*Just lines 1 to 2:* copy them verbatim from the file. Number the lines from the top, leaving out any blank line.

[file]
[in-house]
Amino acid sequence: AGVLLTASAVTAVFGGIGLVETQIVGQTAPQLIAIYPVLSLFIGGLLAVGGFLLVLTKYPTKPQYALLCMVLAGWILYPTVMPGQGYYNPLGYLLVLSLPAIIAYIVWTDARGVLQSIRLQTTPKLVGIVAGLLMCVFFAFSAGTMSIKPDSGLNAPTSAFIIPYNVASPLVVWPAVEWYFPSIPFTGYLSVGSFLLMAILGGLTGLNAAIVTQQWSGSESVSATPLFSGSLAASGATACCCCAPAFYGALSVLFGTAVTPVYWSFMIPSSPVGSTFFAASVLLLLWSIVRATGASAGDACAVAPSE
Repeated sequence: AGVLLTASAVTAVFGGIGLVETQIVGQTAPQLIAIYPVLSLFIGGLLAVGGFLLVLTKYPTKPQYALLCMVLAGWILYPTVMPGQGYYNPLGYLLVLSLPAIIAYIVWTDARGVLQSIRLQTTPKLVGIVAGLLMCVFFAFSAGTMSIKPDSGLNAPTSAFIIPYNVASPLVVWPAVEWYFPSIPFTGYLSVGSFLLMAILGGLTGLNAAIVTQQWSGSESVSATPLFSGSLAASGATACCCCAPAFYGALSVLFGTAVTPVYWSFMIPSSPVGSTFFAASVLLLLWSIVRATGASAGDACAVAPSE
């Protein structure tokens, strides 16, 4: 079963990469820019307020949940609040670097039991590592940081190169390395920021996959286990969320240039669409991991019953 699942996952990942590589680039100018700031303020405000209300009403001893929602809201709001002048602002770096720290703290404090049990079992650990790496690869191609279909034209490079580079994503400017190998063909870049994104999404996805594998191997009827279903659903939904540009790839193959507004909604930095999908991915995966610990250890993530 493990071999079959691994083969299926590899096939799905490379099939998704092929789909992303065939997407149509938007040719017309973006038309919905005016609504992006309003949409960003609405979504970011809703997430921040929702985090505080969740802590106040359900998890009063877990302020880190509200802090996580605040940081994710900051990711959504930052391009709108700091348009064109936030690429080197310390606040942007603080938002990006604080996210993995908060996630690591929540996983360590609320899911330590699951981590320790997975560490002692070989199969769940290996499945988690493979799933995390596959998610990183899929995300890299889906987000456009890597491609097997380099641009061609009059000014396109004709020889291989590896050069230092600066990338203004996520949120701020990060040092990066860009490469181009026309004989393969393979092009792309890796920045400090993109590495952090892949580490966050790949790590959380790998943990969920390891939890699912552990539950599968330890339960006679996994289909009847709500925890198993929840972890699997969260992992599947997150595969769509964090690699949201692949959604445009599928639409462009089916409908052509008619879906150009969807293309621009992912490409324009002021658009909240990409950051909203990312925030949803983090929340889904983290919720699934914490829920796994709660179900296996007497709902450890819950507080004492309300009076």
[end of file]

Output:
[in-house]
Amino acid sequence: AGVLLTASAVTAVFGGIGLVETQIVGQTAPQLIAIYPVLSLFIGGLLAVGGFLLVLTKYPTKPQYALLCMVLAGWILYPTVMPGQGYYNPLGYLLVLSLPAIIAYIVWTDARGVLQSIRLQTTPKLVGIVAGLLMCVFFAFSAGTMSIKPDSGLNAPTSAFIIPYNVASPLVVWPAVEWYFPSIPFTGYLSVGSFLLMAILGGLTGLNAAIVTQQWSGSESVSATPLFSGSLAASGATACCCCAPAFYGALSVLFGTAVTPVYWSFMIPSSPVGSTFFAASVLLLLWSIVRATGASAGDACAVAPSE